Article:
Displaying items by tag: Natural Gas
#LARNE LOUGH - Larne Council has looked into the concerns of local residents over a proposed £250 million (€300 million) natural gas plant at Larne Lough, the Larne Times reports.
Islandmagee Storage Limited (IMSL) has applied for planning permission for a 500 million cubic metre natural gas storage facility in Permian salt beds almost a mile beneath the lough, which is claimed would satisfy the North's peak demand for gas for over 60 days.
But locals have spoken out with their fears over noise levels, health and safety, pollution and the potential effect on tourism in the area.
Larne Council’s environmental health department carried out its own research into the proposed facility, taking these concerns into consideration.
It found that there was "no huge issue in terms of noise levels" where similar facilities are established throughout the UK and that the effect on tourism would be negligable.
However the department was “not yet happy” with data supplied by IMSL regarding noise levels and would be seeking more detailed information.
The Larne Times has more on the story HERE.
A US$2 billion-plus contract to work in the Gorgon gas fields project in Western Australia has gone to Irish oil company Kentz, the Irish Echo reports.
The work involves support in various aspects of the construction of three processing plants for liquefied natural gas from the Greater Gorgon fields - some 130km from the northwest coast of Western Australia - with a total annual capacity of 15 million tonnes.
According to Kentz, the contract will create more than 1,650 jobs for construction personnel in Western Australia.
The Irish Echo has more on the story HERE.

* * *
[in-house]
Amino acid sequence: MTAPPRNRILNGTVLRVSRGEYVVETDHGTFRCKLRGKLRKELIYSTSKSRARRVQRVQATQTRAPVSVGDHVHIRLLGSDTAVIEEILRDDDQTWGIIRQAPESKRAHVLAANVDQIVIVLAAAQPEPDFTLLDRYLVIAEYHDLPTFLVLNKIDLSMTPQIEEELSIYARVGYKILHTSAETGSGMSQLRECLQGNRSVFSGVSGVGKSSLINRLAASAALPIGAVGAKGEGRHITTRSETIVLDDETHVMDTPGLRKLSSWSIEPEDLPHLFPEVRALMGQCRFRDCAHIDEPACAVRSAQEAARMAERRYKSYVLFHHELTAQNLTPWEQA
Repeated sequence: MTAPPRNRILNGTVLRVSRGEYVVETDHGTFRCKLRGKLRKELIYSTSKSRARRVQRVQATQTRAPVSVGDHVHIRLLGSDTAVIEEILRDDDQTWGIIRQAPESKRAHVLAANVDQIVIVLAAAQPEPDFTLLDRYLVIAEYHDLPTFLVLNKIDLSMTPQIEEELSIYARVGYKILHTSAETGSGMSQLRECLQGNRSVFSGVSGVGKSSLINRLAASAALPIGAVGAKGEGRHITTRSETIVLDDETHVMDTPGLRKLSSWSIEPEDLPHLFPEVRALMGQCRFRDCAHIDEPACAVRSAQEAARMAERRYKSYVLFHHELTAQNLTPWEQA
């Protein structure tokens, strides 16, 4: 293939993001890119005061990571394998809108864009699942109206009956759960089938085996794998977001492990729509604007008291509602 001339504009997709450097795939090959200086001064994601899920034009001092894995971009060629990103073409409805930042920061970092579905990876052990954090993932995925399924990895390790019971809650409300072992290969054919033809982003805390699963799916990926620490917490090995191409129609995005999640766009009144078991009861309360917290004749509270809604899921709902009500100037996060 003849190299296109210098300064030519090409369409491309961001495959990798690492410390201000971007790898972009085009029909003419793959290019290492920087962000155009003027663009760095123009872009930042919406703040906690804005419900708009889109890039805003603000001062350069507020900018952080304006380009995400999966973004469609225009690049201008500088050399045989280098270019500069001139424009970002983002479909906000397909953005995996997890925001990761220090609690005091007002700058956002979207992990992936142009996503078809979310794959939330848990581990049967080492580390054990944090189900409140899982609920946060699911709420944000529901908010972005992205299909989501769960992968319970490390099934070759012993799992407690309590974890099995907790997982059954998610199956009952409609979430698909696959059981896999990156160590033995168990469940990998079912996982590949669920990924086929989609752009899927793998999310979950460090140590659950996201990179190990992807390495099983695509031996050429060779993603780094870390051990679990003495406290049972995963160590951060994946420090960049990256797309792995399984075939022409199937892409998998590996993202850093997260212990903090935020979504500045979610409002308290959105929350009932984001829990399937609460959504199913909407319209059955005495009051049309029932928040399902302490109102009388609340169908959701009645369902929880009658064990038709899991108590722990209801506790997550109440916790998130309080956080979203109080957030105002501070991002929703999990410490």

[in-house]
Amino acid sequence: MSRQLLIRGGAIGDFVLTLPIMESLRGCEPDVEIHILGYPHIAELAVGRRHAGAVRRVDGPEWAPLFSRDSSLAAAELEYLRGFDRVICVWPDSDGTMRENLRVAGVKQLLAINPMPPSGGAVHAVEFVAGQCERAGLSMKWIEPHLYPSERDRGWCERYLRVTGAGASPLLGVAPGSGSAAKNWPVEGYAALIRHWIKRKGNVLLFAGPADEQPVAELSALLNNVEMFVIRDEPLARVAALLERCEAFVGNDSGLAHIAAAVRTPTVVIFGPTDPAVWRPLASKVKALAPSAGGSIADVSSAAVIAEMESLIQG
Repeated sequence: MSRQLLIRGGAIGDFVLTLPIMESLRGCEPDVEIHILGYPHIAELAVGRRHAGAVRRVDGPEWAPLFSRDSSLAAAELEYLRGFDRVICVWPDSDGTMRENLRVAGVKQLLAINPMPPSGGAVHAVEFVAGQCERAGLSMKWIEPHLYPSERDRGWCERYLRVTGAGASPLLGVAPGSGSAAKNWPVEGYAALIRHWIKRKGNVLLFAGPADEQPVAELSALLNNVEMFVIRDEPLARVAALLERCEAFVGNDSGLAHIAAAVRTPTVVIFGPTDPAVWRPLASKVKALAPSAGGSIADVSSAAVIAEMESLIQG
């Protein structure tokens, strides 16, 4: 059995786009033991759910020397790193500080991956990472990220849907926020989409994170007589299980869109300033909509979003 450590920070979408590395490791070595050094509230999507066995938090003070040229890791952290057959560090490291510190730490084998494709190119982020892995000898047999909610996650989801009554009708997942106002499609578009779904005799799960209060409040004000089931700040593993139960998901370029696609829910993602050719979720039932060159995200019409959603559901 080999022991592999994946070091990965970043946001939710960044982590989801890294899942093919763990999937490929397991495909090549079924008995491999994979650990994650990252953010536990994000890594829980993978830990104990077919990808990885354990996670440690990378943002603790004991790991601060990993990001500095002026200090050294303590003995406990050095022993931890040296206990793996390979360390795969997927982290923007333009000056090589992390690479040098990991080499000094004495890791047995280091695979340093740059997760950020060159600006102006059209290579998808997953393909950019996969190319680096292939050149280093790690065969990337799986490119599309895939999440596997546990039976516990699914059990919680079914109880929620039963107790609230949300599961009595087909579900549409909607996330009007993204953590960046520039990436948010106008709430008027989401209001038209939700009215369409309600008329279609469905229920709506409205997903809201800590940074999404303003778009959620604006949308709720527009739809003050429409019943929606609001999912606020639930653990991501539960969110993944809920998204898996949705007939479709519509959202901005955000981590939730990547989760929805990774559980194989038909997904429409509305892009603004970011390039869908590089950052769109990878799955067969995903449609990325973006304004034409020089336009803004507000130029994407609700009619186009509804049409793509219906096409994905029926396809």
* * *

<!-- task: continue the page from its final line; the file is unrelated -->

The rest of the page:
New Minister for the Environment Phil Hogan has signed off on a key foreshore licence to Shell Ireland, paving the way for the completion of the controversial Corrib gas project.
The Irish Times reports that the licence, subject to conditions, consents for the construction of the final 8km section of pipeline linking the Corrib gas field to Shell's onshore terminal at Ballinaboy. Co Mayo.
The scheme already has approval from An Bord Pleanála, and consents approved by former acting energy minister Pat Carey. But An Taisce has sought a judicial review of the planning decision, due before the High Court on Tuesday.
Still required by the developer before any work can begin are a revised emissions licence from the Environmental Protection Agency and a safety permit from the Commission for Energy Regulation under the Petroleum (Exploration and Extraction) Safety Act 2010.
The Irish Times has more on the story HERE.
- Natural Gas
- Corrib Gas field
- Corrib gas pipeline
- Shell Ireland
- Co Mayo
- Minister for the Environment
- Phil Hogan
- Minister for Energy
- Pat Carey
- An Taisce
- An Bord Pleanála
- High Court
- judicial review
- Environmental Protection Agency
- Commission for Energy Regulation
- Petroleum (Exploration and Extraction) Safety Act 2010
Any potential risk from the Corrib gas pipeline off Ireland's west coast has been "overstated", according to representatives from Shell.
On the final day of the An Bord Pleanála hearing into the final phase of the pipeline, the oil company's senior counsel moved to assure a concerned public that the project was designed to "the highest safety standards".
"No other Irish development proposal has been subject to such an amount of study and surveys over such a period of time,” said Esmonde Keane at the hearing in Belmullet, Co Mayo on 1 October.
The Corrib project involves the development of a gas field west of the Mullet Peninsula, including the construction of a pipeline to the mainland and a coastal processing plant. The mainland phase of the plan has attracted much concern among local residents.
Two opponents of the project, environmental consultant Peter Sweetman and Monica Muller, a local resident, walked out of the hearing in protest over Keane's closing remarks, arguing that they were intended as “a legal submission”.